Dorian: I would be in general agreement with that. I personally wasn’t really a big horror game or genre fan, I was much more into the roleplay stuff. I was a big fan of Ultima Underworld and all the Ultima games. From my own numbers balancing point of view I knew on an intellectual level I was making it scary via resource scarcity, but I’m not a horror guy.
Jon: I think a lot of the horror comes from that though. For me the important part of System Shock 2 is the difficulty and the resource scarcity. I would probably describe it more as being about tension than horror. There’s a horror element to the story and characters are terribly disfigured or in pain or whatever, but that’s actually less important to me than the fact that the game is really, really hard.
It requires you to constantly be very focused and intense. There are a lot of things that can go wrong. That’s the most interesting aspect of it for me, and is also the thing that’s hard to find these days. That’s why I mention Dark Souls because it’s one of the few modern exceptions.
Tim: Yeah, I’ve got to agree with you Jon. It comes down to the resource scarcity and also the fact that you never really feel safe.
Jon: Yeah, the respawning I think is really important.
Tim: The horror aspects for me aren’t really down to, you know, the corpses everywhere and horrible monsters roaming the corridors. It’s more down to the unknown and this general sense of dread because you never feel safe, and because you have such scarce resources every encounter actually matters.
It’s a very fine balancing act and it seems to do it really, really well, which is something that a lot of games that purport to be horror games these days don’t tend to do. They focus more on jump scares, but as soon as you get your hands on a few weapons they suddenly aren’t scary any more.
Jon: Yeah, I think they focus a lot on the props, the visual stuff. Games that have horrific characters, or horrific fictional things happening, I never really find scary. You start playing the game and figure out very quickly whether it’s going to hold to the standard game contract that they make with players these days. Which is: don’t worry, this game’s not going to be that hard. [Laughter] We’re never going to punish you. If you get things wrong you’ll get to try again. If you want to just leave the game, if you’ve cleared out an area, it’s safe, don’t worry, you can hoover up all the stuff that’s there and nothing’s going to hassle you. We’ve made sure the game is a little bit challenging, but I absolutely guarantee you that nothing’s going to be too hard.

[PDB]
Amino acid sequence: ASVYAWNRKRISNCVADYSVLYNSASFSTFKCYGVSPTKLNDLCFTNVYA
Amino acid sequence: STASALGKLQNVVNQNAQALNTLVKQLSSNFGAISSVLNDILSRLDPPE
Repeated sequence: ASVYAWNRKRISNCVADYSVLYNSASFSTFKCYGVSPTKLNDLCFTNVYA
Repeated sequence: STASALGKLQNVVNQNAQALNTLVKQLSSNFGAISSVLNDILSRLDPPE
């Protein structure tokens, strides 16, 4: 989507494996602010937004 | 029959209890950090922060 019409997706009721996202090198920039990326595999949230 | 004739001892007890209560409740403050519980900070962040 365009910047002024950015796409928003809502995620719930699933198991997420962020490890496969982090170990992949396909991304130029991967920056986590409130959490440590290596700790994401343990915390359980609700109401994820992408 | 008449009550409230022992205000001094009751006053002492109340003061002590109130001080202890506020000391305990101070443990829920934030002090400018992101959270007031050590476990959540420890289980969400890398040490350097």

Once that contract is made, I don’t feel scared. And it doesn’t matter if you show me, you know, “oh my god, look at this guy he’s got tentacles coming out of his head, doesn’t that freak you out?” [Laughter] Well, not really, no. I’ve seen it before and I know he’s just another guy with a bunch of hit points and a gun or whatever. You can do some tricks like turning out the lights, having people jump out of closets … but it doesn’t do it for me. It’s the unknown, it’s the fear, the unsettling notion that the game is prepared to screw around with you and set you back, that’s what makes a game scary to me. At least provide some tension.
Dorian: Well yes, I think that’s an important semantic distinction, if we’re talking about genre and fear. There are different ways of defining horror, I guess. One is bloody corpses and gore everywhere, but I was thinking about the scariest moments of playing System Shock 2 over the last few days and I think I was the most scared in the cargo bays. There are those casks of protocol robots, where some of them would burst open and reveal droids that just walk towards you and explode. Not only are they not gory and not objectively or artistically scary, they’re kind of funny. They talk rather solicitously about how they can help you while they walk relentlessly towards you and explode.
Facing a dark corridor where there are eight crates of these things and maybe one of them will burst open and this thing will come out. That to me is meaningful horror. There’s no blood, no tentacles, but that’s what scares me more about the game than the blood-splattered vignettes we have in there.